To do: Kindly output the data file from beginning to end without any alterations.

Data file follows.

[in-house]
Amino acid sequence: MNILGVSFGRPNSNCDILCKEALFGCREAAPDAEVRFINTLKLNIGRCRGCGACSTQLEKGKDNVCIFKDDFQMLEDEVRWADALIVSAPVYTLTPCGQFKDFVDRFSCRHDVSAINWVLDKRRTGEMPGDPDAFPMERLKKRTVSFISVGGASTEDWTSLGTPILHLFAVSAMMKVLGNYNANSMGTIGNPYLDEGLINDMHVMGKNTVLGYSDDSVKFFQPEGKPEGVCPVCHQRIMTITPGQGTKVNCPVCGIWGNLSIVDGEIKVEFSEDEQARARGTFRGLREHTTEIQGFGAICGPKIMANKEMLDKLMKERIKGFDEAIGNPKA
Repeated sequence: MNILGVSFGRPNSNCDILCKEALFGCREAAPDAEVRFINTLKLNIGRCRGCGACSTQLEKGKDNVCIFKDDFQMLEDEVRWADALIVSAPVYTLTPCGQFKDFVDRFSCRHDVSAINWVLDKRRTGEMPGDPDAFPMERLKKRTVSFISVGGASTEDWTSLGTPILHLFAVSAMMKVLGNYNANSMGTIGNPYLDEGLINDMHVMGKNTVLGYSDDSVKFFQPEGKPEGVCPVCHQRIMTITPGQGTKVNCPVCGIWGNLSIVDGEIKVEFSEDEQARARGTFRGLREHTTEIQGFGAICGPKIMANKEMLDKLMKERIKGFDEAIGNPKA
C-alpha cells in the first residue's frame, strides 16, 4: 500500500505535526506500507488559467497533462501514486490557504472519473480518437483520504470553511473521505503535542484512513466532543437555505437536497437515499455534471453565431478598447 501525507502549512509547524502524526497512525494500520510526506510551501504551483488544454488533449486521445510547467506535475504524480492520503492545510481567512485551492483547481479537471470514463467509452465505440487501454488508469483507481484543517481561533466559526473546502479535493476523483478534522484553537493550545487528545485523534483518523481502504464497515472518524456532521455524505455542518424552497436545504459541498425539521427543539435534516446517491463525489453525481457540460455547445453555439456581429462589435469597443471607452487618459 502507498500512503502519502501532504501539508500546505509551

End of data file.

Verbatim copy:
[in-house]
Amino acid sequence: MNILGVSFGRPNSNCDILCKEALFGCREAAPDAEVRFINTLKLNIGRCRGCGACSTQLEKGKDNVCIFKDDFQMLEDEVRWADALIVSAPVYTLTPCGQFKDFVDRFSCRHDVSAINWVLDKRRTGEMPGDPDAFPMERLKKRTVSFISVGGASTEDWTSLGTPILHLFAVSAMMKVLGNYNANSMGTIGNPYLDEGLINDMHVMGKNTVLGYSDDSVKFFQPEGKPEGVCPVCHQRIMTITPGQGTKVNCPVCGIWGNLSIVDGEIKVEFSEDEQARARGTFRGLREHTTEIQGFGAICGPKIMANKEMLDKLMKERIKGFDEAIGNPKA
Repeated sequence: MNILGVSFGRPNSNCDILCKEALFGCREAAPDAEVRFINTLKLNIGRCRGCGACSTQLEKGKDNVCIFKDDFQMLEDEVRWADALIVSAPVYTLTPCGQFKDFVDRFSCRHDVSAINWVLDKRRTGEMPGDPDAFPMERLKKRTVSFISVGGASTEDWTSLGTPILHLFAVSAMMKVLGNYNANSMGTIGNPYLDEGLINDMHVMGKNTVLGYSDDSVKFFQPEGKPEGVCPVCHQRIMTITPGQGTKVNCPVCGIWGNLSIVDGEIKVEFSEDEQARARGTFRGLREHTTEIQGFGAICGPKIMANKEMLDKLMKERIKGFDEAIGNPKA
C-alpha cells in the first residue's frame, strides 16, 4: 500500500505535526506500507488559467497533462501514486490557504472519473480518437483520504470553511473521505503535542484512513466532543437555505437536497437515499455534471453565431478598447 501525507502549512509547524502524526497512525494500520510526506510551501504551483488544454488533449486521445510547467506535475504524480492520503492545510481567512485551492483547481479537471470514463467509452465505440487501454488508469483507481484543517481561533466559526473546502479535493476523483478534522484553537493550545487528545485523534483518523481502504464497515472518524456532521455524505455542518424552497436545504459541498425539521427543539435534516446517491463525489453525481457540460455547445453555439456581429462589435469597443471607452487618459 502507498500512503502519502501532504501539508500546505509551